Saturday, September 06, 2014

To Assist or Not to Assist

how to assist
By Sangeetha Saran

There are various categories of students. Similarly, there are various kinds of teachers - Teachers who are over-enthusiastic and teachers who hardly pay attention. Neither is an attribute you’d want in your teacher. A teacher needs to make the right decision, which differs, for every student. No single method works on all students, teachers have to get a little creative and find a way to work out with the student in a way the student feels comfortable.

The primary and most basic function of a teacher is to teach. The assistance that a teacher provides is subject to the situation faced by the teacher and at times by the student. Assisting students is not a compulsion for any teacher, it is the teacher’s own passion that makes her assist every student that requires it.

Assistance therefore is a positive attribute in a teacher. But there are two sides to every coin. Overly assisting a student may sometimes lead to lack of confidence. Student may become way too dependent on the teacher for daily yoga practice. The component of “going with the flow” of own body will be absent. Without this yoga loses its effect on the practitioner’s body.



·      Overly enthusiastic teachers: There are teachers who try to assist the students, in good faith of course, since they are very passionate about their profession and they try to teach the student every little step. This works fine unless it becomes a regular practice. If the teacher persists with this method, the student loses the touch of self-learning and becomes more dependent on the teacher than advisable. Student will need assistance more and more frequently as the time passes because yoga is a process of slowly making your body carve its path into positions it wasn’t initially able to get into. The only way to do this is by carving your own path, and with minimum outside help. Sure, teachers are always there to help a student when needed, but getting comfortable with the body yourself is a task only the students can handle. It’s like; a mother can feed a child with her hands, but chewing the food has to be learnt by the child on his own. Hence, avoid assisting the students beyond certain limit.

·      Ignorant teachers: There are teachers who strongly believe that students can't learn yoga if they start teaching every little thing. That any assistance will hold students back from fully benefiting from yoga. These teachers are not lazy; they do this because they feel it is best for the students. But these teachers are sometimes oblivious to the ignorance they display. Students need to start slow and only then fly. Demonstration of asanas is not enough. One look is not enough for students to get the best out of their body. As repeatedly mentioned many times, yoga is a process, and a slow one at that. Here is another example. When a child first starts riding a bicycle, the parent holds it from behind and then sets the child free. If the parent does not hold the bicycle in the beginning the child might fall. This seems like an effective way of learning to some teachers, but it is has some drawbacks. The child will start balancing properly only when there’s enough confidence. Hence, start assisting students when they actually need it because they will hardly ever realize this. Teachers are the experienced ones, not the students.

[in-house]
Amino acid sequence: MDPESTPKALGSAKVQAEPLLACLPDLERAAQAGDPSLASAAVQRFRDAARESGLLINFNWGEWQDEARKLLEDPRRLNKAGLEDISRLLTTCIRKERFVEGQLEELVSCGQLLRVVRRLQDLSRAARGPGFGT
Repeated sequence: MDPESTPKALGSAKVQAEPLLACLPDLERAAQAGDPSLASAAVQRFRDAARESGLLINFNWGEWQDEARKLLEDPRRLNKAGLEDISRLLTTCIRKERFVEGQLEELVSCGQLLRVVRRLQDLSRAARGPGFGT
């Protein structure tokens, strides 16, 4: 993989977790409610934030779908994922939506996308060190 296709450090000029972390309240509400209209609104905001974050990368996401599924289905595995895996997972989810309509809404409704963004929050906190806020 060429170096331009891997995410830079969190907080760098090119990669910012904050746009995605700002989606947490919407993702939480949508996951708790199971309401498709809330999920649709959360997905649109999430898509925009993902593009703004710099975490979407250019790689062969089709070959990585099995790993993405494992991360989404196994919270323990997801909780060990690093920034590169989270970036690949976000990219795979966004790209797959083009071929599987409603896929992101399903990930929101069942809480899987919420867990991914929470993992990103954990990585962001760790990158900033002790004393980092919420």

Teachers always take actions in good faith, of course. But to find out what’s best for the students is necessary. Everybody has a different way of teaching yoga, no doubt about that. But there are things, which are common for all teachers. After all, even teachers have to learn, perpetually! Make the call, to assist or not to assist.

© Copyright 2014 – Aura Wellness Center – Publications Division

4 comments:

parvezbdjsr said...

Overly assisting a student may sometimes lead to lack of confidence, So a teacher should to know when to assist or not to assist for the students. Nice info.

Mary Wilson said...

Assisting in every little step is not a good way for learning, So teachers have to get a little creative and find a way to work out with the student in a way the student feels comfortable.

Zoe Wilson Jones said...

I want to learn yoga. Should I go to a class or try to learn on my own with dvds? Please help me. Don't know where to begin.

Kim Marie Shiah said...

in a class I appreciate some hands on assists to take my practice a little deeper. Now as a teacher in training, learning how and when to assist is more tricky. Zoe, I would recommend going to classes where you can learn proper alignment to avoid injury, and explore the various styles of yoga to find the one that works best for you :)